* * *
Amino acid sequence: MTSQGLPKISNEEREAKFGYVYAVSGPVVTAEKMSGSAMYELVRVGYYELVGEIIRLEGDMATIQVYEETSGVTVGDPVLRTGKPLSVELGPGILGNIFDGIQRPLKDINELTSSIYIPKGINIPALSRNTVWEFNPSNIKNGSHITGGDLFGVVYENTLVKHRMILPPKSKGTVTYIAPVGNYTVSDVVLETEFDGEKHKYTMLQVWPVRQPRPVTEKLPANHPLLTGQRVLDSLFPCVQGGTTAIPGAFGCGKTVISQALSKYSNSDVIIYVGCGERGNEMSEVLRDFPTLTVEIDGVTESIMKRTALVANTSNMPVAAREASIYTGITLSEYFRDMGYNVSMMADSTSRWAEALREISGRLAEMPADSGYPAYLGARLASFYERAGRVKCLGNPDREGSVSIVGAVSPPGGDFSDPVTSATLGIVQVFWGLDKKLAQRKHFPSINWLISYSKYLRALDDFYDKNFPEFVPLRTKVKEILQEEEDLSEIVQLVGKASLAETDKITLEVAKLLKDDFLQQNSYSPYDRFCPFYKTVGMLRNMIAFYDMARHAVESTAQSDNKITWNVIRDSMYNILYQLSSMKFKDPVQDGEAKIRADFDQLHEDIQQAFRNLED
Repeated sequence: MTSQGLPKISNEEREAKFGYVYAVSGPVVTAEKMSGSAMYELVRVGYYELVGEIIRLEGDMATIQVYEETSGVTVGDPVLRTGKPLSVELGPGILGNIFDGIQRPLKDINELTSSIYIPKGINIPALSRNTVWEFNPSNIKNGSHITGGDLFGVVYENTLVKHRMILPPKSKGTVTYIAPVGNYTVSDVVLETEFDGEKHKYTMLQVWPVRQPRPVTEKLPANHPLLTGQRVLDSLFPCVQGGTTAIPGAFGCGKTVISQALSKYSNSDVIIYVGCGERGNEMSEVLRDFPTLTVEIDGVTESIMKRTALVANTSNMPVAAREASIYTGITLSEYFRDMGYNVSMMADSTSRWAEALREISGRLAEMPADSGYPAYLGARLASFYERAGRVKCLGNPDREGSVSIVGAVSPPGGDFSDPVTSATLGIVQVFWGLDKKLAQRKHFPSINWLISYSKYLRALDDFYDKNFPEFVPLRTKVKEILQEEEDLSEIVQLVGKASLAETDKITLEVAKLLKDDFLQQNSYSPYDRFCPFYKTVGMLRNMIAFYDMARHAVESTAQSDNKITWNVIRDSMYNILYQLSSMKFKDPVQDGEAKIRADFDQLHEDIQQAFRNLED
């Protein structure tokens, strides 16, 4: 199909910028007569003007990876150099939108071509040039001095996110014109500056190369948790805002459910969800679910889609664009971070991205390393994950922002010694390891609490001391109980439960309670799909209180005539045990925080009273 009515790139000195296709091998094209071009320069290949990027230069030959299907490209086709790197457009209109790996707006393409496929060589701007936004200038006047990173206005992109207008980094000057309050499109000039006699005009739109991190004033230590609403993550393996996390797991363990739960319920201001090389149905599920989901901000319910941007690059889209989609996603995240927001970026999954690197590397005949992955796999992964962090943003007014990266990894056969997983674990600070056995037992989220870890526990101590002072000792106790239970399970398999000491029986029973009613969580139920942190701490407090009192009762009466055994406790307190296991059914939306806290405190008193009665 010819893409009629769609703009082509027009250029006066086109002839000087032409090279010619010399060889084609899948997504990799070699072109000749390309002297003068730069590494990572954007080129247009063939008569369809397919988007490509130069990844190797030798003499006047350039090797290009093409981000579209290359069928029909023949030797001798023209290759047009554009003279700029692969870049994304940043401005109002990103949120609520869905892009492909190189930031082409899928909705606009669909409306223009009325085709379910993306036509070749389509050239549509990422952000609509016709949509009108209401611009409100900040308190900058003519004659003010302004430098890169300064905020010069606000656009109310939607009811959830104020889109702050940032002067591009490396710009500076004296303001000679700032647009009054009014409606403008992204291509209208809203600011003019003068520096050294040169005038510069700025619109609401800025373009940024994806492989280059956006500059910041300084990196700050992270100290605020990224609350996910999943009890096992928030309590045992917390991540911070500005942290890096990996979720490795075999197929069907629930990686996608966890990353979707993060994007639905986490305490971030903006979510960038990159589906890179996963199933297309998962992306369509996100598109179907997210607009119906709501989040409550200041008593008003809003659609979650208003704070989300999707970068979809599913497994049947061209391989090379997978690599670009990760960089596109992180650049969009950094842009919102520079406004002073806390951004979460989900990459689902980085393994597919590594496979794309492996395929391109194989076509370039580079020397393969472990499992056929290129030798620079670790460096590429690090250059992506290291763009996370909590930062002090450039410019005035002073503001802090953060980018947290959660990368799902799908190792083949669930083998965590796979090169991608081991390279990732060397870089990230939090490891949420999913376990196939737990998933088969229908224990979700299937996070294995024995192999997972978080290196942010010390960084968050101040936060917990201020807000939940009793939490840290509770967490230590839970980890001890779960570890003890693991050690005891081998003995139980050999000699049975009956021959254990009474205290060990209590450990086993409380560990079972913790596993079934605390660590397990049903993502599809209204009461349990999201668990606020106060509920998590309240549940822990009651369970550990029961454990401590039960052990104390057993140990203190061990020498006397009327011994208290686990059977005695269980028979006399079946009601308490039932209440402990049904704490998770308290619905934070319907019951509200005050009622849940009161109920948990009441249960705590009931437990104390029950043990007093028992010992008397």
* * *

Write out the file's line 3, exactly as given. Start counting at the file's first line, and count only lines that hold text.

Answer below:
């Protein structure tokens, strides 16, 4: 199909910028007569003007990876150099939108071509040039001095996110014109500056190369948790805002459910969800679910889609664009971070991205390393994950922002010694390891609490001391109980439960309670799909209180005539045990925080009273 009515790139000195296709091998094209071009320069290949990027230069030959299907490209086709790197457009209109790996707006393409496929060589701007936004200038006047990173206005992109207008980094000057309050499109000039006699005009739109991190004033230590609403993550393996996390797991363990739960319920201001090389149905599920989901901000319910941007690059889209989609996603995240927001970026999954690197590397005949992955796999992964962090943003007014990266990894056969997983674990600070056995037992989220870890526990101590002072000792106790239970399970398999000491029986029973009613969580139920942190701490407090009192009762009466055994406790307190296991059914939306806290405190008193009665 010819893409009629769609703009082509027009250029006066086109002839000087032409090279010619010399060889084609899948997504990799070699072109000749390309002297003068730069590494990572954007080129247009063939008569369809397919988007490509130069990844190797030798003499006047350039090797290009093409981000579209290359069928029909023949030797001798023209290759047009554009003279700029692969870049994304940043401005109002990103949120609520869905892009492909190189930031082409899928909705606009669909409306223009009325085709379910993306036509070749389509050239549509990422952000609509016709949509009108209401611009409100900040308190900058003519004659003010302004430098890169300064905020010069606000656009109310939607009811959830104020889109702050940032002067591009490396710009500076004296303001000679700032647009009054009014409606403008992204291509209208809203600011003019003068520096050294040169005038510069700025619109609401800025373009940024994806492989280059956006500059910041300084990196700050992270100290605020990224609350996910999943009890096992928030309590045992917390991540911070500005942290890096990996979720490795075999197929069907629930990686996608966890990353979707993060994007639905986490305490971030903006979510960038990159589906890179996963199933297309998962992306369509996100598109179907997210607009119906709501989040409550200041008593008003809003659609979650208003704070989300999707970068979809599913497994049947061209391989090379997978690599670009990760960089596109992180650049969009950094842009919102520079406004002073806390951004979460989900990459689902980085393994597919590594496979794309492996395929391109194989076509370039580079020397393969472990499992056929290129030798620079670790460096590429690090250059992506290291763009996370909590930062002090450039410019005035002073503001802090953060980018947290959660990368799902799908190792083949669930083998965590796979090169991608081991390279990732060397870089990230939090490891949420999913376990196939737990998933088969229908224990979700299937996070294995024995192999997972978080290196942010010390960084968050101040936060917990201020807000939940009793939490840290509770967490230590839970980890001890779960570890003890693991050690005891081998003995139980050999000699049975009956021959254990009474205290060990209590450990086993409380560990079972913790596993079934605390660590397990049903993502599809209204009461349990999201668990606020106060509920998590309240549940822990009651369970550990029961454990401590039960052990104390057993140990203190061990020498006397009327011994208290686990059977005695269980028979006399079946009601308490039932209440402990049904704490998770308290619905934070319907019951509200005050009622849940009161109920948990009441249960705590009931437990104390029950043990007093028992010992008397």